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Macleod veteran receives Bomber Command Bar

bomber command

Veterans Affairs Minister Julian Fantino presented the Bomber Command Bar to veterans at a ceremony in Calgary. Back row, from left: William Baxter and Adam James Brinker. Middle row, from left: Clifford Black, Douglas Goodwin, George Braithewaite and Harold Branton. Front row, from left: Harold Kearl, Donald George Irwin, Minister Fantino, Robert Peterson and Henry Ernst.

doug goodwin

Veterans Affairs Minister Julian Fantino presented the Bomber Command Bar to Doug Goodwin of Fort Macleod on Wednesday in Calgary.

A Fort Macleod man was among veterans who received the new Bomber Command Bar on Wednesday.
Doug Goodwin accepted the new medal from Veterans Affairs Minister Julian Fantino during a special ceremony at The Military Museums of Calgary.
“Today, I am very pleased to present this very special honour to those Canadians who fought for peace, freedom and democracy through their service in Bomber Command,” Fantino said.
Canada played a vital role in the British Commonwealth Air Training Plan jointly undertaken by Great Britain, Canada, Australia and New Zealand.
Graduates of the air training plan formed the backbone of Bomber Command.
Many of the Canadians who trained under this program served with Royal Canadian Air Force squadrons in the No. 6 Bomber Group — the only non-British group to serve in Bomber Command.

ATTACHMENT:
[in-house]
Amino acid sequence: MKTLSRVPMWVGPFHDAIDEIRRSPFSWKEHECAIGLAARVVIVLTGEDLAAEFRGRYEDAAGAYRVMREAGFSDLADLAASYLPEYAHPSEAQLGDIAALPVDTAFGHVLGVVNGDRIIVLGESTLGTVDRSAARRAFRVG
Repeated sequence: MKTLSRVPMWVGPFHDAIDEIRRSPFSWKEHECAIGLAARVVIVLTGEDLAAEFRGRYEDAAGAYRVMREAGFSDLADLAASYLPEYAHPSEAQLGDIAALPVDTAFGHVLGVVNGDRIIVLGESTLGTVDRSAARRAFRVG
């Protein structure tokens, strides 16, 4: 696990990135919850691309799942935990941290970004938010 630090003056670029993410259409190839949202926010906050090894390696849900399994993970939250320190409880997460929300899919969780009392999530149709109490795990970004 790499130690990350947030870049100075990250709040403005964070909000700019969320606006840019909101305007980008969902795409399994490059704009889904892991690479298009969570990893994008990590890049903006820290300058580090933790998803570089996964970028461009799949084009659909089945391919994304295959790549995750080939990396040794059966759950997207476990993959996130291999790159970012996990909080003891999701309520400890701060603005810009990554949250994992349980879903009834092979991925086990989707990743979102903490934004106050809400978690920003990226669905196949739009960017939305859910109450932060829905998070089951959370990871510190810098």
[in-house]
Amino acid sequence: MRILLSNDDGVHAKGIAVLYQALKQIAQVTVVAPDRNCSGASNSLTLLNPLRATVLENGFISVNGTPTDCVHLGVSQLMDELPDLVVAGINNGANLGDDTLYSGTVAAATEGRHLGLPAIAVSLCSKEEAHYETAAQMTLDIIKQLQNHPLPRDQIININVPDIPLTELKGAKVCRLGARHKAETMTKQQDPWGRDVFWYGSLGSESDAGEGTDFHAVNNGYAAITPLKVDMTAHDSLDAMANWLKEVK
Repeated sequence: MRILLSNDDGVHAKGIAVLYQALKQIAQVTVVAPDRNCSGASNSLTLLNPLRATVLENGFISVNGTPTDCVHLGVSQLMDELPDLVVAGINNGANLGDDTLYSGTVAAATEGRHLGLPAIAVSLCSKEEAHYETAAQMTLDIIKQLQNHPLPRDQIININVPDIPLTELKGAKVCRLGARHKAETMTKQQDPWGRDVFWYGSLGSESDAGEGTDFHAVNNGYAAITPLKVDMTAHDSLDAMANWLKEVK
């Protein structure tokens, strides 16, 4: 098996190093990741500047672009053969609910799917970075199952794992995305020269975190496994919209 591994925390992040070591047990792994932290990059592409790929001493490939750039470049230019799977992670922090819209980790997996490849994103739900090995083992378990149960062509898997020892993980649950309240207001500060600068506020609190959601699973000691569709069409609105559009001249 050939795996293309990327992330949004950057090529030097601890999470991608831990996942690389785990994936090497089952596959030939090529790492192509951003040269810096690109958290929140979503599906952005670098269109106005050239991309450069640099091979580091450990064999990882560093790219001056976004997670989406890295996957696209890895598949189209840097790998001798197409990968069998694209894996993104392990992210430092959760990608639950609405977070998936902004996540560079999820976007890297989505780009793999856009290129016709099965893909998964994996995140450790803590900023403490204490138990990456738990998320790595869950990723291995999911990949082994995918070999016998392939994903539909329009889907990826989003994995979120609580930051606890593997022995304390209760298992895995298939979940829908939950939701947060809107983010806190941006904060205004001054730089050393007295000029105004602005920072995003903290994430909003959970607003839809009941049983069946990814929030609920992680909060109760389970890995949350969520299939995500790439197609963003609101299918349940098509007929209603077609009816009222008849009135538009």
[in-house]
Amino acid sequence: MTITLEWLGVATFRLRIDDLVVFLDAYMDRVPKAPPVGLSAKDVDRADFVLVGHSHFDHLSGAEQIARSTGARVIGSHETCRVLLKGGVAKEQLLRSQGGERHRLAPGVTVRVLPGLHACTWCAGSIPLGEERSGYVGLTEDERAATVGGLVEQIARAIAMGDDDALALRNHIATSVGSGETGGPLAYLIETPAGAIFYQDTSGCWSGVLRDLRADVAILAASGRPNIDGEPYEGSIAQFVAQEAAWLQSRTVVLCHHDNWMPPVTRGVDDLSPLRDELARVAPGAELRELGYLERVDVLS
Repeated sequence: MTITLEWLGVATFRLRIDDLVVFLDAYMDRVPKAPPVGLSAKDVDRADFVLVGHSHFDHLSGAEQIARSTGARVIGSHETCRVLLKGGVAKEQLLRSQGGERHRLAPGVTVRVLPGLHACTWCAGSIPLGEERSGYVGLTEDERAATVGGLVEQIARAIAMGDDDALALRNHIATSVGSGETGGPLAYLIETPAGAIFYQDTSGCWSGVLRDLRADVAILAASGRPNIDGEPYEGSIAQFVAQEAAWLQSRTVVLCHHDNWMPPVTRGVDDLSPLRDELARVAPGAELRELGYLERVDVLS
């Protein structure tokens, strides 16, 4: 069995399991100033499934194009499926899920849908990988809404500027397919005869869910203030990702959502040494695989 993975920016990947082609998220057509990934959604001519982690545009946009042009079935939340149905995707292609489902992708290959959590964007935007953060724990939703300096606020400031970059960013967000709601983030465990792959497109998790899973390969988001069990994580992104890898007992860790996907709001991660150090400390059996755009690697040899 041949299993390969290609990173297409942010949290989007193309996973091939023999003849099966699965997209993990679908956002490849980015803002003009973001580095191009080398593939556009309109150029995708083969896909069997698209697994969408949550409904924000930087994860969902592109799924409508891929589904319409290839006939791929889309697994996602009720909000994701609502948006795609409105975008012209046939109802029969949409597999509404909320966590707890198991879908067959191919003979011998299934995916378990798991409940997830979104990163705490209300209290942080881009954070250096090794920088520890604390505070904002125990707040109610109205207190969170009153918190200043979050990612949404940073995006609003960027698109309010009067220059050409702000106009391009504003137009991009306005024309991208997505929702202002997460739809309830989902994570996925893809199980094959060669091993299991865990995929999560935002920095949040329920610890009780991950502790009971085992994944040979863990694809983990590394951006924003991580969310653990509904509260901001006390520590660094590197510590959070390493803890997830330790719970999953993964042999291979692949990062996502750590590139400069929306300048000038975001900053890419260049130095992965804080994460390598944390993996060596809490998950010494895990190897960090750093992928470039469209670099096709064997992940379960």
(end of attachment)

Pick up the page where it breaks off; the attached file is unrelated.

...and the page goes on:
By the end of the Second World War, No. 6 Bomber Group had carried out more than 40,000 sorties and approximately 8,000 decorations for bravery were awarded to its members.
The government of Canada created the Bomber Command Bar to formally recognize all the brave Canadians who served in this dangerous air campaign during the Second World War.
In addition to the creation of the Bomber Command Bar, the government of Canada also helped to create the new Bomber Command Memorial in London, United Kingdom. This memorial honours all members of the Bomber Command from Allied countries and those who made the ultimate sacrifice.
Goodwin enlisted in the RCAF in St. John, New Brunswick in 1943 and became an air gunner.
Goodwin received his training through the British Commonwealth Air Training Plan at bases in Quebec.
Goodwin received his training through the British Commonwealth Air Training Plan at bases in Quebec.
Goodwin’s father, who was a World War One veteran, pinned wings on his son at the graduation ceremony.
Goodwin then boarded a ship at Halifax and sailed to Scotland. Because he was trained as an air gunner, Goodwin served as a gunner on the Empress of Scotland on its way to Scotland.
When he arrived in England Goodwin, a mid upper gunner, soon found himself as part of a crew with a pilot, engineer, bomb aimer, navigator, wireless air gunner and a tail gunner.
Goodwin continued his training for a time in England on Halifax bombers and in December 1944 was posted to the Snowy Owl Squadron in 6 Group.
The mid upper turret, where Goodwin manned the four Browning .303 machine guns, was comfortable.
Goodwin’s crew completed 15 missions over Germany, taking off about 6 p.m. and flying five to seven hours on a round trip.
After 15 missions Goodwin was transferred to 11 Tiger Force to train for Bomber Command’s mission against Japan.
Before 11 Tiger Force could join the campaign the U.S. dropped atomic bombs on Hiroshima and Nagasaki and the Japanese surrendered.

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